Win is a 34-year-old mother of two from Thailand. She works as an agricultural day laborer to support her two children who live with her relative. Last month, Win was walking down the stairs in front of her home when she suddenly slipped and fell. This fall caused a fracture of her lower right leg, preventing her from both standing up and straightening her right leg. She first tried to treat herself with traditional medicine, but when she saw no improvement, she sought medical attention at a clinic. Win's lower right leg is currently swollen and in a lot of pain. She cannot straighten it nor put any weight on it. Because of the pain, she is experiencing difficulty sleeping and a loss of appetite. To get around, she is using a wheelchair provided by the clinic. With the help of our medical partner, Burma Children Medical Fund, Win will undergo surgery to reset her fractured bones and ensure proper healing. The treatment is scheduled for August 5th and will cost $1,500. This procedure will help her walk again and return to work to support her children. She said, “I felt very happy when I learned that an organization will support the cost of my surgery. I am very thankful to all the donors and the organization for their support."
Loveness is a charming, friendly and smart girl who is currently in the 8th grade. She is a charismatic girl who makes friends easily. Loveness wishes to be a doctor in the future, and she is already working hard towards fulfilling her dreams. Her best subjects are mathematics, science, biology, and physics. She says English as a subject is giving her a hard time, but she is determined to keep improving. She enjoys drawing and painting in her spare time. Loveness lost her mother when she was just two years old. After her mother passed away, her aunt on her mother’s side decided to take Loveness and raise her as her own daughter because, she shared, the father had a hard time managing by himself. Loveness has clubfoot of her right foot. Clubfoot is a condition in which the foot is twisted out of shape. This causes difficulty walking and even wearing shoes. Fortunately, Loveness traveled to visit our medical partner's care center, Arusha Lutheran Medical Centre. There, surgeons will perform clubfoot repair surgery on June 7th. Our medical partner, African Mission Healthcare Foundation, is requesting $935 to fund Loveness's clubfoot repair. After treatment, she will be able to walk easily. Loveness says, “I wish I could have my foot treated so that I can walk normally.”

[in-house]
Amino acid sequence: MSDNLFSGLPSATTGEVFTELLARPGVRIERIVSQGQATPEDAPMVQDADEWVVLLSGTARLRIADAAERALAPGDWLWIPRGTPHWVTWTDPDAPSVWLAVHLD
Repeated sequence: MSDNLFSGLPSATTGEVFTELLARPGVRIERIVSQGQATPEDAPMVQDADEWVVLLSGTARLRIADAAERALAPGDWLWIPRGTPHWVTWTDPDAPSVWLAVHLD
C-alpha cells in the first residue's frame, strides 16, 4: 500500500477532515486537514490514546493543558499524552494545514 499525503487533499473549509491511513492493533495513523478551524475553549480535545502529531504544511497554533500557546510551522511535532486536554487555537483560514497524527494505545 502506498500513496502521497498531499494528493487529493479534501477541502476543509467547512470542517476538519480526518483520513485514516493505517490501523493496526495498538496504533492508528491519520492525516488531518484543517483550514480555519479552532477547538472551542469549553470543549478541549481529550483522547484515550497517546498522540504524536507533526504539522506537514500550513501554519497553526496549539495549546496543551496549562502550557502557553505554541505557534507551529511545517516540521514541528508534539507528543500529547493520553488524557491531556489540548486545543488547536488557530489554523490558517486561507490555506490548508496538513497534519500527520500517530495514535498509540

Dar is a 21-day-old baby girl who lives with her parents and her brother in a village in the border area of Karen State in Burma. Dar was born at home with the help of a traditional birth attendant. Two days after she was born, Dar's mother noticed a problem when Dar was passing stool. She told Dar’s father to call a medic from the clinic to their home. The medic realized that Dar was born with a anorectal condition and shared with Dar’s mother that baby Dar would urgently need surgery to receive a colostomy. Dar’s parents are subsistence farmers who grow rice and raise chickens. They also forage for vegetables in the jungle and go fishing when they want to eat fish. To purchase staples that they cannot produce such as salt and oil, Dar’s father works as an agricultural day labourer during the rainy season. However, since the rainy season has not yet begun, they currently have no income. However, their daily needs are fulfilled from living off the land. If they are sick and need to seek treatment, they go to the free clinic in their village run by Burma Medical Association (BMA). Fortunately our medical partner Burma Children Medical Fund is helping Dar's family access the medical care she needs. They need help raising $1,500 to fund the treatment she needs. “We had to borrow money so far for Dar’s treatment and my husband cannot work,” said Dar’s mother. “I want to send my baby to school until she graduates so that she can become educated. I want this for her future because I only went to school until grade four. After she completes her studies, she can become whatever she wants one day.”